I agree with the disposition of this case by the majority but am unable to agree with the analysis of the law contained therein. In holding that confessions or admissions choked out of an accused by a private citizen are admissible because not obtained by the action of a State official, the majority confounds the recent adoption of constitutional exclusionary rules as formulated in Miranda v. Arizona (1966), 384 U.S. 436, 86 S. Ct. 1602, 16 L. Ed. 2d 694, with the long standing common law rule against the introduction of involuntary *820 confessions. In doing so, the majority ignores both statutory and case law to the effect that coerced confessions are inadmissible regardless of the source of the coercion. I.C. 1971, XX-X-XX-X, being Burns § 9-1607; Roddy v. State (1970), Ind., 257 N.E.2d 816; Leaver v. State (1968), 250 Ind. 523, 237 N.E.2d 368; Thurman v. State (1907), 169 Ind. 240, 82 N.E. 64; Schaumberg v. State (1967), 83 Nev. 372, 432 P.2d 500 (cited in Leaver, supra); People v. Berve (1958), 51 Cal. 2d 286, 332 P.2d 97; Moore v. Dempsey (1923), 261 U.S. 86, 43 S. Ct. 265, 67 L. Ed. 243; Rochin v. California (1952), 342 U.S. 165, 72 S. Ct. 205, 96 L. Ed. 2d 183; Wigmore, Evidence, § 833. I believe that the trial court was correct in excluding the statements coerced out of one of the appellants here, and since this objectionable evidence was excluded, no error occurred.
The evidence of what occurred at the home of the appellant was not excludable since the owners of the carpet knew before they apprehended the thieves that they had been sent by Trinkle. Thus that evidence was not tainted as the fruit of the poisonous tree. Wong Sun v. United States (1963), 371 U.S. 471, 83 S. Ct. 407, 9 L. Ed. 2d 441. The crucial evidence in this case came from the testimony of the witness who placed the two appellants here in the alleged conspiracy, and that testimony, if believed, was sufficient to convict the appellants.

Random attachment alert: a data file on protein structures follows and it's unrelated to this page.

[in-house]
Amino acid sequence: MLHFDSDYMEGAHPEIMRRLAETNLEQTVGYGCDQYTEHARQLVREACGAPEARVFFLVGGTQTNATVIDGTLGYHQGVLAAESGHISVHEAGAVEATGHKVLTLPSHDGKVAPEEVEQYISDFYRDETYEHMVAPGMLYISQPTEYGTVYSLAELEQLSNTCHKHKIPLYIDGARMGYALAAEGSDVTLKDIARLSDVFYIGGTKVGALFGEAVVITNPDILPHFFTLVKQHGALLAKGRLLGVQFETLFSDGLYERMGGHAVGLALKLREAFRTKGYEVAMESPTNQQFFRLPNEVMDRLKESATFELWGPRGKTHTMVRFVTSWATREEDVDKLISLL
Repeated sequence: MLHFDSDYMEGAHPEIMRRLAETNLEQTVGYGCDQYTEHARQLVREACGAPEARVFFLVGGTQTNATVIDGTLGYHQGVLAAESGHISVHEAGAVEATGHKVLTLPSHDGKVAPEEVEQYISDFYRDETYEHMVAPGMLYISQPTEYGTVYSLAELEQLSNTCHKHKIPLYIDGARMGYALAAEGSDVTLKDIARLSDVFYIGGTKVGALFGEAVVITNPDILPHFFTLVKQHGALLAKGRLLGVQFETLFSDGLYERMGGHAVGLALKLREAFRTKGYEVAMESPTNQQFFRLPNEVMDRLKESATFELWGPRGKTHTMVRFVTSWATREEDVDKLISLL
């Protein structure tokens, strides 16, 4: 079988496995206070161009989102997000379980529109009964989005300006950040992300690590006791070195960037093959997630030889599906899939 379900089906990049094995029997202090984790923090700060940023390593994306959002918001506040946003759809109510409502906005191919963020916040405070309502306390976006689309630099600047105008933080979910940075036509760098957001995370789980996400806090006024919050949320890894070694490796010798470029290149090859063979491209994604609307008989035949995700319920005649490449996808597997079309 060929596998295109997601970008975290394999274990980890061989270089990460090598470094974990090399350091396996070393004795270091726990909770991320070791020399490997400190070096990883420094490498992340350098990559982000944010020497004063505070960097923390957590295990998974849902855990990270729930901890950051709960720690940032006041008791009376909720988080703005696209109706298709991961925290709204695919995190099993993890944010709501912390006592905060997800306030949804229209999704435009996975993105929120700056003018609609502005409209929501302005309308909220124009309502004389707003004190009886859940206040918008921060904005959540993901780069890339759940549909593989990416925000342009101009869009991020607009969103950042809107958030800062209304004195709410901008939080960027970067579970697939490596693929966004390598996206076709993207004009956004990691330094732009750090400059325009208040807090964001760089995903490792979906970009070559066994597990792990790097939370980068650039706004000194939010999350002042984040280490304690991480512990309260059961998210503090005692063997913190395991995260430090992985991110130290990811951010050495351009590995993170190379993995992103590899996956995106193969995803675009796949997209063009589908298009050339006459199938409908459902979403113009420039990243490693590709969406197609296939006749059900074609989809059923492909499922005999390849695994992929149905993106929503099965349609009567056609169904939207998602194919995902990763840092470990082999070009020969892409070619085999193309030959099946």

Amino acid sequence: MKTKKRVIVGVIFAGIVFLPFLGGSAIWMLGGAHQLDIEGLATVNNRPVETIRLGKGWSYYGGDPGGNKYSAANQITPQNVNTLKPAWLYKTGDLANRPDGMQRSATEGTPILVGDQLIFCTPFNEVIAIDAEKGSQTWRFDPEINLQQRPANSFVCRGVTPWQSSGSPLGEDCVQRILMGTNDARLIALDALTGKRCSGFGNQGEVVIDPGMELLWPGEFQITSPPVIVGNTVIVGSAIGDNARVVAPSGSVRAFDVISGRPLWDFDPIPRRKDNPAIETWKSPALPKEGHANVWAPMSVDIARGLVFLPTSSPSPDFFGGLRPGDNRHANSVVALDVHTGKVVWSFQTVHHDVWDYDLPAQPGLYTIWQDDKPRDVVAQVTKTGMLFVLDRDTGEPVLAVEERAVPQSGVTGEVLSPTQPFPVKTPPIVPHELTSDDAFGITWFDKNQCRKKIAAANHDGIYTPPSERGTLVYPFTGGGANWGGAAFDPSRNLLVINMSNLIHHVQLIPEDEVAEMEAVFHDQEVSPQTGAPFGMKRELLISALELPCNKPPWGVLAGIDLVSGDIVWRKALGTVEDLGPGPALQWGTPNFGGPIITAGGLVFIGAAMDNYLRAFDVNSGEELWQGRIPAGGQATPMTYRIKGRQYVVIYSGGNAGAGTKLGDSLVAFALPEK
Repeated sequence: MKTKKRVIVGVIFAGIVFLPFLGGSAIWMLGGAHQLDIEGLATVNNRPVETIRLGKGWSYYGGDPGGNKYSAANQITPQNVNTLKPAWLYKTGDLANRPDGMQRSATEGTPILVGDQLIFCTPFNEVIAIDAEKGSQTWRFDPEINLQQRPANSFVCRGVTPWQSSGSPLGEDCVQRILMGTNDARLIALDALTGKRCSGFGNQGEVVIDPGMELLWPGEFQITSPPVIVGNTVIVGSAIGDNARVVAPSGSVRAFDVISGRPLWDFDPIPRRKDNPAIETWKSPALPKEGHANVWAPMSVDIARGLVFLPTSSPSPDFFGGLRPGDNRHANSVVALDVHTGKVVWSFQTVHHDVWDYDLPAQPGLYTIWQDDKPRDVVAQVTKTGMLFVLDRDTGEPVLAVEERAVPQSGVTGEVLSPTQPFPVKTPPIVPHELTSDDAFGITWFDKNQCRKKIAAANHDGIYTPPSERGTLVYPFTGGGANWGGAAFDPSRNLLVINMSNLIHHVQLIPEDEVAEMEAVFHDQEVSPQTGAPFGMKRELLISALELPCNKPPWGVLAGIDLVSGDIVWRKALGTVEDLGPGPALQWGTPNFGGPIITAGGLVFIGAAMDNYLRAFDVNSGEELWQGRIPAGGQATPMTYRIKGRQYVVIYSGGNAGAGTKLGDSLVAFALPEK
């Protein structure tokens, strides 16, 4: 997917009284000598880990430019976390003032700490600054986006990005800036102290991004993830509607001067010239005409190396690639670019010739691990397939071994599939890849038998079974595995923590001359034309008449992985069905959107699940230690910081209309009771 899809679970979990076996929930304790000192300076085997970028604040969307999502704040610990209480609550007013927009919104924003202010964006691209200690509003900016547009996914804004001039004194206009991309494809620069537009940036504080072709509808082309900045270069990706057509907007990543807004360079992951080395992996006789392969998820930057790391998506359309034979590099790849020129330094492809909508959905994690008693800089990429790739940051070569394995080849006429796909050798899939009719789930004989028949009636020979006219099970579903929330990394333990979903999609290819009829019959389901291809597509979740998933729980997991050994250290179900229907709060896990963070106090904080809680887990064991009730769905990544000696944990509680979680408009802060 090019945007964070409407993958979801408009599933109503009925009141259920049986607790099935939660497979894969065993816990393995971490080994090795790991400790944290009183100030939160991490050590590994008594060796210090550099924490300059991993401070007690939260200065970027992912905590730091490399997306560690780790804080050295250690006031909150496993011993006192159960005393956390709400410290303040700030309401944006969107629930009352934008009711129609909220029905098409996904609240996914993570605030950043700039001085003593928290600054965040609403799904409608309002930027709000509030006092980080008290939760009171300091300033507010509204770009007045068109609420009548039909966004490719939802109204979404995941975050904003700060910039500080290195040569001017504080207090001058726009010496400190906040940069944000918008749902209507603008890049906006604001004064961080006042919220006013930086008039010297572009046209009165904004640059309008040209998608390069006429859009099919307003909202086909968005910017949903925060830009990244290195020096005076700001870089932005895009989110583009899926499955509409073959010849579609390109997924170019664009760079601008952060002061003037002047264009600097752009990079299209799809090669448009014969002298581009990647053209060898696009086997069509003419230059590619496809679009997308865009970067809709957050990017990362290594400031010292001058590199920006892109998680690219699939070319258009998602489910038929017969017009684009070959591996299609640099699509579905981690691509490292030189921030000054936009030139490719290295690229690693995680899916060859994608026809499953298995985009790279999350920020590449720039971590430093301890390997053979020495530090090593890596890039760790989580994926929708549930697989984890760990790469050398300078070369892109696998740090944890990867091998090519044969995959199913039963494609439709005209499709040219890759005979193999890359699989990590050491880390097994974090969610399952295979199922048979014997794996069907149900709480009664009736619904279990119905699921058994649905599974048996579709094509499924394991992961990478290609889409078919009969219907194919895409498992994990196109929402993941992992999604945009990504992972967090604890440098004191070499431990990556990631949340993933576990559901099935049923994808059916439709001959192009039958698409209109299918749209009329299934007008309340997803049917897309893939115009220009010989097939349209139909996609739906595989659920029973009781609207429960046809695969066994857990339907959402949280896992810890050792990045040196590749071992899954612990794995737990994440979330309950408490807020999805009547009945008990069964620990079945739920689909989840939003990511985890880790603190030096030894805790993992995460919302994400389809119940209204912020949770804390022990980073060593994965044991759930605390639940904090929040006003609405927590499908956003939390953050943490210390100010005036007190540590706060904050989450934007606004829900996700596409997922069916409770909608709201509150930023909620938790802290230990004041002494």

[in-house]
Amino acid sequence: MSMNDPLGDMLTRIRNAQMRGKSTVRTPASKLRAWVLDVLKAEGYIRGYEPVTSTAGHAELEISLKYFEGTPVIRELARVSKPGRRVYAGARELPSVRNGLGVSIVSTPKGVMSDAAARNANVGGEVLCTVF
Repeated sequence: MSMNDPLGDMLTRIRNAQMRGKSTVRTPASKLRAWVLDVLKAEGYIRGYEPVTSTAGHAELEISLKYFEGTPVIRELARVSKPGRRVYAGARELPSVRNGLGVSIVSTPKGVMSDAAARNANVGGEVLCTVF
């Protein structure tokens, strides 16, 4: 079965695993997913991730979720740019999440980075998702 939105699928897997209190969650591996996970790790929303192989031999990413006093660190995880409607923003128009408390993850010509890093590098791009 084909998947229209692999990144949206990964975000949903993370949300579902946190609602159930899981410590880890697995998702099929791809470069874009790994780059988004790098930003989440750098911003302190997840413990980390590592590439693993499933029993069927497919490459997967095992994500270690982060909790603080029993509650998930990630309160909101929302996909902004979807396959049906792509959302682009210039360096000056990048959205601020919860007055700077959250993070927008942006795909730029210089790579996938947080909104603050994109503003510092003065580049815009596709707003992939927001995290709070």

The appellants also argue that they were prejudiced by the fact that their motion to suppress was not ruled upon until the close of the case. As their brief points out, "the defendants have a right to know what evidence they are required to meet before they decide whether or not to testify, and on what areas their testimony will touch." I agree with this position and would reverse on this ground, had the appellants properly objected to the delay. A defendant in a criminal action has the right to know precisely what the status of the evidence against him is at the close of the State's case when he must determine his defense strategy. Forcing the accused to guess at the strength of the case against him at the time that he must decide whether or not to waive his constitutional right against self-incrimination, is to rob him of the ability to make an intelligent waiver of that right. Further, as the United States Supreme Court said in Harrison v. United States (1968), 392 U.S. 219, 88 S. Ct. 2008, 20 L. Ed. 2d 1047, an accused's testimony which is impelled by the introduction of an illegally obtained confession is tainted by the primary illegality and is thus inadmissible. However, the appellants acquiesced in the trial court's decision to keep the motion to suppress under advisement during the presentation of the defense's case, and having taken the stand without objection, they cannot now be heard to complain about this procedure. Lewis v. State (1969), 252 Ind. 454, 250 N.E.2d 358.
PRENTICE, J., concurs.